Scottish fantasy casts spell on readers
The co-authors, a brother and sister team (Carole Barrowman is a professor and frequent contributor to this paper's books coverage; her brother is a well-known television star in Great Britain) have written an imaginative and entertaining children's fantasy that's sure to cast a page-turning spell on readers. Two plucky protagonists, 12-year-old twins Matt and Em, seem pretty normal -- except for their magical ability to bring art to life.
Their power to enter paintings and create drawings that come to life -- often to rescue themselves from peril -- also makes them the target of otherworldly villains who want to exploit their magic. "Hollow Earth" will doubtless be a hit with the "Harry Potter" set.
The action takes place in an enchanted setting, a Scottish island where medieval monks once illustrated manuscripts. The narrative moves smoothly between the real world, where Matt and Em must do what their mother says, and the magical world, where they confront demons sent by a shadowy, evil-doing organization.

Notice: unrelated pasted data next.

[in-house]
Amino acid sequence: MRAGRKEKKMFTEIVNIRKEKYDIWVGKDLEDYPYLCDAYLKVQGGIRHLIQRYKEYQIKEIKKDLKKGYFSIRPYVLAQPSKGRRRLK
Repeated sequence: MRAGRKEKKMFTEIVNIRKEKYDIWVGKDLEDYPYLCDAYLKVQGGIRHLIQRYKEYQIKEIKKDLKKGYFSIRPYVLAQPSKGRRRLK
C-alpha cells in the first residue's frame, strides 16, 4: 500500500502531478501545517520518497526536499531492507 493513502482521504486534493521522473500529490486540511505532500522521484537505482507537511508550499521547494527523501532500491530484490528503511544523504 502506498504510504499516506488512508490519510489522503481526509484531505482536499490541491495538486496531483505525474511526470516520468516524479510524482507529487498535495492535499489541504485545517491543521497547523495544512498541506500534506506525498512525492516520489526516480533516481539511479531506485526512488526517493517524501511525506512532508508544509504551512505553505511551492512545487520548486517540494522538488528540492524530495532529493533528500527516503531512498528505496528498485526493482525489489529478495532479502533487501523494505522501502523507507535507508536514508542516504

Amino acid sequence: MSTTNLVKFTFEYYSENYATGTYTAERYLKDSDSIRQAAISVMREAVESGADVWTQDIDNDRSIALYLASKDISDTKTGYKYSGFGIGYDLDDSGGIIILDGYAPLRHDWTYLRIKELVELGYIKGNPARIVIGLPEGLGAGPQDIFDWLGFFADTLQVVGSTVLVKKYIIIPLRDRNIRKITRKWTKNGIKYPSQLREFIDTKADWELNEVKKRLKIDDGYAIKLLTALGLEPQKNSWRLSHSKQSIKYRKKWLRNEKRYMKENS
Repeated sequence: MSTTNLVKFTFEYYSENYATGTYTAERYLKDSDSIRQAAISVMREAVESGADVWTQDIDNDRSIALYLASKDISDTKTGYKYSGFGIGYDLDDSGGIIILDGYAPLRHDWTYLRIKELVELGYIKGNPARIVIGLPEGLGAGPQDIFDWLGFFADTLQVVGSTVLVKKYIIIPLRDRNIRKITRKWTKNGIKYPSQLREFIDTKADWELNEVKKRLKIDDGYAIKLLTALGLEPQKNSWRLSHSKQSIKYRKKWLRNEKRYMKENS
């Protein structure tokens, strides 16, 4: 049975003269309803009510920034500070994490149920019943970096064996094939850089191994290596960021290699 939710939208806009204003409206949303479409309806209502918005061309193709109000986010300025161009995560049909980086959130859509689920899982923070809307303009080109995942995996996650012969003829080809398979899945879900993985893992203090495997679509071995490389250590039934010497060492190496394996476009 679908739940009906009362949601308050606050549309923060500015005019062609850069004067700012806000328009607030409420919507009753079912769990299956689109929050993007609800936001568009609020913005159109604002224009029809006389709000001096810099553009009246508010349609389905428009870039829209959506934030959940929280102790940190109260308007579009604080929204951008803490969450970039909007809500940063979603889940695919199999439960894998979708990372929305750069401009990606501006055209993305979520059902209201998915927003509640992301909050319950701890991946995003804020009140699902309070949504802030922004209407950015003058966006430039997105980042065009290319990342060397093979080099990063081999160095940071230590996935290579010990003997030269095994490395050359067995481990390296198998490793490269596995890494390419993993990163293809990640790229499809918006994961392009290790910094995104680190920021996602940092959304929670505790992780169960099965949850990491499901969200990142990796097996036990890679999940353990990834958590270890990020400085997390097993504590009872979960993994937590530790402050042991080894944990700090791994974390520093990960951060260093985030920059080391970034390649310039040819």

The adventure really begins when Matt and Em's mother mysteriously disappears; without adult guidance, the twins are forced to fend for themselves, using their powers to unravel the secrets of their missing mother. In the end, after countless scrapes with monsters and lots of pulse-racing twists and turns, they learn to use their magic wisely while relying on each other. "Hollow Earth" is a well-crafted, vivid story that's sure to please kids who are starting to spread their wings, much like Matt and Em succeed in doing.